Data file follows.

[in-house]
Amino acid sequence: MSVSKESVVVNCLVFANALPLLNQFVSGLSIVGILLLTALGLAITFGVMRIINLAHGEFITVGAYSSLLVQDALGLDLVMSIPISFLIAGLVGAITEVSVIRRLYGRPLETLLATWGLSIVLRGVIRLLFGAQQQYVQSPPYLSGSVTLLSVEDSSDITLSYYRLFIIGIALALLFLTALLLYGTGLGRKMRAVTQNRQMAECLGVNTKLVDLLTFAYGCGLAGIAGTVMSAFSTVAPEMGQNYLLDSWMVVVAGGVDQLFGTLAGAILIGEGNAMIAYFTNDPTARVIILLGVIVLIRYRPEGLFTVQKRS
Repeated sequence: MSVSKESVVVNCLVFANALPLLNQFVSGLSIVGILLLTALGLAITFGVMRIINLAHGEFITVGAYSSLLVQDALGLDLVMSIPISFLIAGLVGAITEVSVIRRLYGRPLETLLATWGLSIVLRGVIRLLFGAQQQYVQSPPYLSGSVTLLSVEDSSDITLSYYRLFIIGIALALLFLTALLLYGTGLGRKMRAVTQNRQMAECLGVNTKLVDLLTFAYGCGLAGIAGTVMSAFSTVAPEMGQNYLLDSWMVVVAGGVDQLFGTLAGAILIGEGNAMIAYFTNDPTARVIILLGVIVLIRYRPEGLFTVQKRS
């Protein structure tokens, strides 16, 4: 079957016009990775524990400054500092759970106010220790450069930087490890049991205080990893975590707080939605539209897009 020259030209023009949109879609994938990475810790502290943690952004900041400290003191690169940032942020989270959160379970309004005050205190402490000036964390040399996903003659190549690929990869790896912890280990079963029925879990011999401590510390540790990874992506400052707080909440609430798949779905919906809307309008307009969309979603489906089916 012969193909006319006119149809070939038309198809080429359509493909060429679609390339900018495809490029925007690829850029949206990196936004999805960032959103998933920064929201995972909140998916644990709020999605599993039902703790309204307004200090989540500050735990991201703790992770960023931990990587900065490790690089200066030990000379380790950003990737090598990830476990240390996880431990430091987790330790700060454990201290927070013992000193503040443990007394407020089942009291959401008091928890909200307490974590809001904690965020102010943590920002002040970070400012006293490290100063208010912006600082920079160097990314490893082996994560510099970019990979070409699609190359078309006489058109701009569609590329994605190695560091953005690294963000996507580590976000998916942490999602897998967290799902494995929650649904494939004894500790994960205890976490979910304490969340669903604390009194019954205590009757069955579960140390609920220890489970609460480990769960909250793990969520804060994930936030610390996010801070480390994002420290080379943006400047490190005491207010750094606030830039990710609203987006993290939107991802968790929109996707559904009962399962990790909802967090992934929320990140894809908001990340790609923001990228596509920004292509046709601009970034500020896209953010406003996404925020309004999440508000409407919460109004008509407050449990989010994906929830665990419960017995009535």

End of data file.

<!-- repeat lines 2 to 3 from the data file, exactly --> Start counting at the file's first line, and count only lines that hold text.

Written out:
Amino acid sequence: MSVSKESVVVNCLVFANALPLLNQFVSGLSIVGILLLTALGLAITFGVMRIINLAHGEFITVGAYSSLLVQDALGLDLVMSIPISFLIAGLVGAITEVSVIRRLYGRPLETLLATWGLSIVLRGVIRLLFGAQQQYVQSPPYLSGSVTLLSVEDSSDITLSYYRLFIIGIALALLFLTALLLYGTGLGRKMRAVTQNRQMAECLGVNTKLVDLLTFAYGCGLAGIAGTVMSAFSTVAPEMGQNYLLDSWMVVVAGGVDQLFGTLAGAILIGEGNAMIAYFTNDPTARVIILLGVIVLIRYRPEGLFTVQKRS
Repeated sequence: MSVSKESVVVNCLVFANALPLLNQFVSGLSIVGILLLTALGLAITFGVMRIINLAHGEFITVGAYSSLLVQDALGLDLVMSIPISFLIAGLVGAITEVSVIRRLYGRPLETLLATWGLSIVLRGVIRLLFGAQQQYVQSPPYLSGSVTLLSVEDSSDITLSYYRLFIIGIALALLFLTALLLYGTGLGRKMRAVTQNRQMAECLGVNTKLVDLLTFAYGCGLAGIAGTVMSAFSTVAPEMGQNYLLDSWMVVVAGGVDQLFGTLAGAILIGEGNAMIAYFTNDPTARVIILLGVIVLIRYRPEGLFTVQKRS